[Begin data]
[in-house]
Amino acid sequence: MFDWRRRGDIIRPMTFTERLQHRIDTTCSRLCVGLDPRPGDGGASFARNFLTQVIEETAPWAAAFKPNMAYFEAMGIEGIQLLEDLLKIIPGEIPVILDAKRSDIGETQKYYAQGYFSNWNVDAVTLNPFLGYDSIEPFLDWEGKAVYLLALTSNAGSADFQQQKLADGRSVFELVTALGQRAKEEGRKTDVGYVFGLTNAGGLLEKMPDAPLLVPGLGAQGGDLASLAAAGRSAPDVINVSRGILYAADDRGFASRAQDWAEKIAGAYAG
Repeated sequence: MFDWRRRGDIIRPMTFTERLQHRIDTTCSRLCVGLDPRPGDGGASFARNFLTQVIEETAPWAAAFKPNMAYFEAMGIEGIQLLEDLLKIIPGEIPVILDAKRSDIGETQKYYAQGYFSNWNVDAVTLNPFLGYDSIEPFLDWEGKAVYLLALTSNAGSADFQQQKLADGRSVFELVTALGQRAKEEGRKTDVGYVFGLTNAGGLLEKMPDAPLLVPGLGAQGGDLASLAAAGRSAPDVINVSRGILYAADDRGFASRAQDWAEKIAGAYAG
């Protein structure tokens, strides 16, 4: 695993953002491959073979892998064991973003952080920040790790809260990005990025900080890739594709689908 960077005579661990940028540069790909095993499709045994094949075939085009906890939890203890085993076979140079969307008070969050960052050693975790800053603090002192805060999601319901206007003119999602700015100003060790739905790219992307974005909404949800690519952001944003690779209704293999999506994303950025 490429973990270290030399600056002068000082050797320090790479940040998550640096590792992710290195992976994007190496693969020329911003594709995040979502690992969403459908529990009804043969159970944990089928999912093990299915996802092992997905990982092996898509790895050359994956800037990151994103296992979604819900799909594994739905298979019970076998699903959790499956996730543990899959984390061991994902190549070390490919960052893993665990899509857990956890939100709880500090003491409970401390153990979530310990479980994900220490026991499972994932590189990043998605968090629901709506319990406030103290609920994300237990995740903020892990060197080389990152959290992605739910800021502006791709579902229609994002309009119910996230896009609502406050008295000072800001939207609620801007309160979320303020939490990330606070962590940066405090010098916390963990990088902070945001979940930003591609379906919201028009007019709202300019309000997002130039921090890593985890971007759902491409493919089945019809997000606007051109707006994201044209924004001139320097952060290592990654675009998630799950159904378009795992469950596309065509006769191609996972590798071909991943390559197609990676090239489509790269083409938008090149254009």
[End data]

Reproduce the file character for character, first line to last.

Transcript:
[in-house]
Amino acid sequence: MFDWRRRGDIIRPMTFTERLQHRIDTTCSRLCVGLDPRPGDGGASFARNFLTQVIEETAPWAAAFKPNMAYFEAMGIEGIQLLEDLLKIIPGEIPVILDAKRSDIGETQKYYAQGYFSNWNVDAVTLNPFLGYDSIEPFLDWEGKAVYLLALTSNAGSADFQQQKLADGRSVFELVTALGQRAKEEGRKTDVGYVFGLTNAGGLLEKMPDAPLLVPGLGAQGGDLASLAAAGRSAPDVINVSRGILYAADDRGFASRAQDWAEKIAGAYAG
Repeated sequence: MFDWRRRGDIIRPMTFTERLQHRIDTTCSRLCVGLDPRPGDGGASFARNFLTQVIEETAPWAAAFKPNMAYFEAMGIEGIQLLEDLLKIIPGEIPVILDAKRSDIGETQKYYAQGYFSNWNVDAVTLNPFLGYDSIEPFLDWEGKAVYLLALTSNAGSADFQQQKLADGRSVFELVTALGQRAKEEGRKTDVGYVFGLTNAGGLLEKMPDAPLLVPGLGAQGGDLASLAAAGRSAPDVINVSRGILYAADDRGFASRAQDWAEKIAGAYAG
């Protein structure tokens, strides 16, 4: 695993953002491959073979892998064991973003952080920040790790809260990005990025900080890739594709689908 960077005579661990940028540069790909095993499709045994094949075939085009906890939890203890085993076979140079969307008070969050960052050693975790800053603090002192805060999601319901206007003119999602700015100003060790739905790219992307974005909404949800690519952001944003690779209704293999999506994303950025 490429973990270290030399600056002068000082050797320090790479940040998550640096590792992710290195992976994007190496693969020329911003594709995040979502690992969403459908529990009804043969159970944990089928999912093990299915996802092992997905990982092996898509790895050359994956800037990151994103296992979604819900799909594994739905298979019970076998699903959790499956996730543990899959984390061991994902190549070390490919960052893993665990899509857990956890939100709880500090003491409970401390153990979530310990479980994900220490026991499972994932590189990043998605968090629901709506319990406030103290609920994300237990995740903020892990060197080389990152959290992605739910800021502006791709579902229609994002309009119910996230896009609502406050008295000072800001939207609620801007309160979320303020939490990330606070962590940066405090010098916390963990990088902070945001979940930003591609379906919201028009007019709202300019309000997002130039921090890593985890971007759902491409493919089945019809997000606007051109707006994201044209924004001139320097952060290592990654675009998630799950159904378009795992469950596309065509006769191609996972590798071909991943390559197609990676090239489509790269083409938008090149254009």